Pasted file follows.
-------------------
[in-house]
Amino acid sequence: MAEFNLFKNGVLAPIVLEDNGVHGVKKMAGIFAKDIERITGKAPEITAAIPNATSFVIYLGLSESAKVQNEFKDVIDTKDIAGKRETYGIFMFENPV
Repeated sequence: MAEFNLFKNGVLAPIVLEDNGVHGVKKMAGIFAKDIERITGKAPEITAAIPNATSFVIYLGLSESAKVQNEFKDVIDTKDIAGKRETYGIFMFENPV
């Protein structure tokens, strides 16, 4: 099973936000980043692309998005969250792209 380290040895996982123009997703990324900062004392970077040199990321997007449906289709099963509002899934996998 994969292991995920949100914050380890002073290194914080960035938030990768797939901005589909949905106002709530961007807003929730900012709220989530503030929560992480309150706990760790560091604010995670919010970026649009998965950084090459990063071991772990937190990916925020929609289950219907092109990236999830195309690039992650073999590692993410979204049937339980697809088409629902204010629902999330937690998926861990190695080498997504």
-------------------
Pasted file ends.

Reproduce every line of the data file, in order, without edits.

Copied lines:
[in-house]
Amino acid sequence: MAEFNLFKNGVLAPIVLEDNGVHGVKKMAGIFAKDIERITGKAPEITAAIPNATSFVIYLGLSESAKVQNEFKDVIDTKDIAGKRETYGIFMFENPV
Repeated sequence: MAEFNLFKNGVLAPIVLEDNGVHGVKKMAGIFAKDIERITGKAPEITAAIPNATSFVIYLGLSESAKVQNEFKDVIDTKDIAGKRETYGIFMFENPV
């Protein structure tokens, strides 16, 4: 099973936000980043692309998005969250792209 380290040895996982123009997703990324900062004392970077040199990321997007449906289709099963509002899934996998 994969292991995920949100914050380890002073290194914080960035938030990768797939901005589909949905106002709530961007807003929730900012709220989530503030929560992480309150706990760790560091604010995670919010970026649009998965950084090459990063071991772990937190990916925020929609289950219907092109990236999830195309690039992650073999590692993410979204049937339980697809088409629902204010629902999330937690998926861990190695080498997504």